Madonna Rehabilitation Hospitals plan to break ground next spring on a $57 million construction and renovation project at their Lincoln campus, officials announced Wednesday.
The project includes the addition of a nearly 112,500-square-foot, three-story patient wing that will house 59 replacement patient rooms, a site revamp that will include a new entry and the renovation of 50,000 square feet of the hospital’s existing space.
“We’re excited to embark on the next chapter of Madonna’s long history of rebuilding the lives of our friends and neighbors here in Nebraska and across the country,” Paul Dongilli, Madonna’s president and CEO, said in a statement. “Lincoln has been our home base for more than 60 years. Our commitment to this community is stronger than ever.”
It’s that long history that’s helping to drive the project.
The Lincoln hospital started in 1958 with a couple of buildings, said Daniel Griess, vice president of facility systems and ancillary services. The hospital since has combined some and added others.
The hospital, officials said, has done its best over the years to keep pace and make rooms comfortable. But that strategy has run its course. The project will allow the hospital to improve the patient experience, integrate new technology and better reflect its programs and patient outcomes.
Madonna specializes in care and rehabilitation for patients who’ve suffered spine and brain injuries as well as those with strokes and other conditions. More than 2,300 patients were treated across the system in the past fiscal year, with 1,100 of those admitted to the Lincoln campus.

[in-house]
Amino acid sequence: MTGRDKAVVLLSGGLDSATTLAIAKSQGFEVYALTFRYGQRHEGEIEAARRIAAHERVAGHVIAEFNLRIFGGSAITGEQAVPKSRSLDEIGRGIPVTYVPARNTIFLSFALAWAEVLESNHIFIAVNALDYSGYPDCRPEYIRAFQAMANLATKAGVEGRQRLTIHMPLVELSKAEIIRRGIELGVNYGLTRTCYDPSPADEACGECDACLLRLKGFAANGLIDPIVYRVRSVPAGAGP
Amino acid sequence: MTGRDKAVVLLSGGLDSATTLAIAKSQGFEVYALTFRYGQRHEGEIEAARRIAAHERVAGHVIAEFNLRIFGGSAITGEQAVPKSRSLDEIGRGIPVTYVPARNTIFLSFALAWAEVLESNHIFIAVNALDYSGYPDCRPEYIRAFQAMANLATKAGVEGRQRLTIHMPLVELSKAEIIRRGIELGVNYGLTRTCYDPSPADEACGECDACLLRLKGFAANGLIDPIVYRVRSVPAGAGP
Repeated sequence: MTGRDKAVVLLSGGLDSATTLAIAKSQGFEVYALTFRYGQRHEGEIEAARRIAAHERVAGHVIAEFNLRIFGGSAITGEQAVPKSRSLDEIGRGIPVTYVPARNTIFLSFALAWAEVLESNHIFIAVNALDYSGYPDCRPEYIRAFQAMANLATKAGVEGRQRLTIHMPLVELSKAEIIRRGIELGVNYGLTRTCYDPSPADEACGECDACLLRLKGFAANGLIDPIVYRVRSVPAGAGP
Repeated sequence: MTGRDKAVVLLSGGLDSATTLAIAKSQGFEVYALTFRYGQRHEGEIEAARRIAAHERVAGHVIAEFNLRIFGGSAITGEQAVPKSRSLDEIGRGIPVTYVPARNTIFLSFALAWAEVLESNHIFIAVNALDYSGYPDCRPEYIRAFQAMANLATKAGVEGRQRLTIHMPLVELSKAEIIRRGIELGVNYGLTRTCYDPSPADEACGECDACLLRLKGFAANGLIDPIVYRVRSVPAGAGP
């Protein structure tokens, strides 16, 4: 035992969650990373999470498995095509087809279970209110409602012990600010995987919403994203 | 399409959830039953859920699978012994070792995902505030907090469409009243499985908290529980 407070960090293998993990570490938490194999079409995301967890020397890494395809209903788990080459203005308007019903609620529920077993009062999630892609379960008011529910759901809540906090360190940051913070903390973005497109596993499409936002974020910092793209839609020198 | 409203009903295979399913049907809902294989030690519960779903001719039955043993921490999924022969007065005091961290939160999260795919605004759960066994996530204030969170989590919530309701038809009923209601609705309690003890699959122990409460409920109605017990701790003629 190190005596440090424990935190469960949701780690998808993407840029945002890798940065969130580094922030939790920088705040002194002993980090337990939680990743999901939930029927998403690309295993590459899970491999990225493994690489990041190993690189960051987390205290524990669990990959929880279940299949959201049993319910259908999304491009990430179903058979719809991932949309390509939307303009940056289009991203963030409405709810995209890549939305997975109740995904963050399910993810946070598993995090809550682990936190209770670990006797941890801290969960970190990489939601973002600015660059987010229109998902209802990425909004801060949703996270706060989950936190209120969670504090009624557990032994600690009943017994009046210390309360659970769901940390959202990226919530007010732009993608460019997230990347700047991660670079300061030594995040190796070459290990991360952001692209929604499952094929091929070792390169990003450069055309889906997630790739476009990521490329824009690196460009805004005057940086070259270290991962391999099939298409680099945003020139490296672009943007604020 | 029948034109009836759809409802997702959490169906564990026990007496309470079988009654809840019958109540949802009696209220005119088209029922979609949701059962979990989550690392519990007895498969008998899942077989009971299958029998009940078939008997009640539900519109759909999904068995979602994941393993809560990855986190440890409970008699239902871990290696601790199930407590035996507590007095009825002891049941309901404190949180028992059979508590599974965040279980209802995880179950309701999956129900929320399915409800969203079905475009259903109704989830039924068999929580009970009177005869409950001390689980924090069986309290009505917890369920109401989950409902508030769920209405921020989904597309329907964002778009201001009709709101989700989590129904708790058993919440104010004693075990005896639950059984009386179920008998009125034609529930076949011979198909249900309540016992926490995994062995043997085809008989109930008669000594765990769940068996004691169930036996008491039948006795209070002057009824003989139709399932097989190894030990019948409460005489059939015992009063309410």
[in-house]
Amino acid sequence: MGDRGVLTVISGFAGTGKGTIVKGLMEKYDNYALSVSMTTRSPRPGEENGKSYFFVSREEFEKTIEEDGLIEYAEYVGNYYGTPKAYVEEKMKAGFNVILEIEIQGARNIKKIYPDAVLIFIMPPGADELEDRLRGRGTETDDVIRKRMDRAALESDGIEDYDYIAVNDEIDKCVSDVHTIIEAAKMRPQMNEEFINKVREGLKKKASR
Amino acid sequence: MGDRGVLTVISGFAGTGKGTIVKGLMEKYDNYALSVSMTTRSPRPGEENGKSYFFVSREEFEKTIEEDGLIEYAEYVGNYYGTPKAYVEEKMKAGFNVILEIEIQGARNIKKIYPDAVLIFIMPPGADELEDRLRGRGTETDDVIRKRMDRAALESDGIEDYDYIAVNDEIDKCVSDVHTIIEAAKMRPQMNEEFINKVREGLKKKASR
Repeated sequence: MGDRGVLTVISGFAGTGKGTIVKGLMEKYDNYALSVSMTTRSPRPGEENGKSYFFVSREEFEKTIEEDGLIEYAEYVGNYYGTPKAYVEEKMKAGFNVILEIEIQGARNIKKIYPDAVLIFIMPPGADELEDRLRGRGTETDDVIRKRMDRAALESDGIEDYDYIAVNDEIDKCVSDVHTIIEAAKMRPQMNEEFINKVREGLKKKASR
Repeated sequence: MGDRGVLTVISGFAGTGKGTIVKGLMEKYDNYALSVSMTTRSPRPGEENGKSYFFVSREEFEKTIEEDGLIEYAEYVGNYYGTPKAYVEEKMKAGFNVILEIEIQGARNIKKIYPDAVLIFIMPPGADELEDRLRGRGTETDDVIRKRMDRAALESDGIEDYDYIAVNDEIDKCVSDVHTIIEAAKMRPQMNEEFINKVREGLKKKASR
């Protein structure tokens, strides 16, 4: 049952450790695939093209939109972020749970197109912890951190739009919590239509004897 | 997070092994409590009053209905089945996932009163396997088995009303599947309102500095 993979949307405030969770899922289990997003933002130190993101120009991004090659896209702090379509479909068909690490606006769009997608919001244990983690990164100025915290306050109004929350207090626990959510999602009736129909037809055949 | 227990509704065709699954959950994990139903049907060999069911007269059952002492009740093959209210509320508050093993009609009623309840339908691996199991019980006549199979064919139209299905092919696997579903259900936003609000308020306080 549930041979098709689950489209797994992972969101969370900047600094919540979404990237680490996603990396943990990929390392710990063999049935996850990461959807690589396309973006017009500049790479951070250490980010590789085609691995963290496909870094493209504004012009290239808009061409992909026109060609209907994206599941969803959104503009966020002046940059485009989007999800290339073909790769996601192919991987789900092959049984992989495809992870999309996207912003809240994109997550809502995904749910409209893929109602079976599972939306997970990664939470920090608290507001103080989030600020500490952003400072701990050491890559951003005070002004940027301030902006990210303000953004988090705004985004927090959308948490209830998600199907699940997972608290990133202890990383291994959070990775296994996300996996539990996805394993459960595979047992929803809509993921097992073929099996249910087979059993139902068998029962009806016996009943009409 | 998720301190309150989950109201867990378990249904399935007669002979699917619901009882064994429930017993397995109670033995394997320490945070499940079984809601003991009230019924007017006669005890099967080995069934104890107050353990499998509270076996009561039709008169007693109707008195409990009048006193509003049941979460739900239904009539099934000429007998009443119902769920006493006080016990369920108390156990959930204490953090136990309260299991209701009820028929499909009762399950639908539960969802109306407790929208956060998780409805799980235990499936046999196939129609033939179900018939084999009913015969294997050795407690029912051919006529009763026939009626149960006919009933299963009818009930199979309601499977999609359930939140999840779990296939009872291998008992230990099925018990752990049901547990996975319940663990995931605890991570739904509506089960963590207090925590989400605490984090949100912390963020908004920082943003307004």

Griess said the hospital learned how to build a rehabilitation hospital through the construction of its $93 million, 110-bed Omaha hospital, which opened in 2016. The hospital recently announced that it will add a new $3.8 million physicians clinic to the Omaha facility.
Now it’s taking that experience, enhancing it and applying it to the Lincoln campus.
The 59 new rooms won’t add to the hospital’s licensed beds — that count will stay at 120 — but instead will replace rooms designed and built in the 1970s, which are small and not designed for today’s technology and equipment. The new rooms will be built to accommodate both and offer more room for family members and loved ones to stay and participate in a patient’s care.
“This is really going to transform the way we’re going to be able to deliver care for these patients,” Griess said.
The new front entrance not only will update the hospital’s image but also will help patients, family members and visitors better navigate the campus. Existing buildings have multiple entrances.
The majority — about 80% — of the financing for the project, slated for completion in early 2023, will come from hospital reserves, fed by operational revenue, Griess said. A portion will be covered by philanthropy.
Buildings, Griess said, are great tools to help staff better care for their patients and to provide a better experience for patients and families.
“That’s what we’re here to do, is put together a better tool than we have today,” he said.
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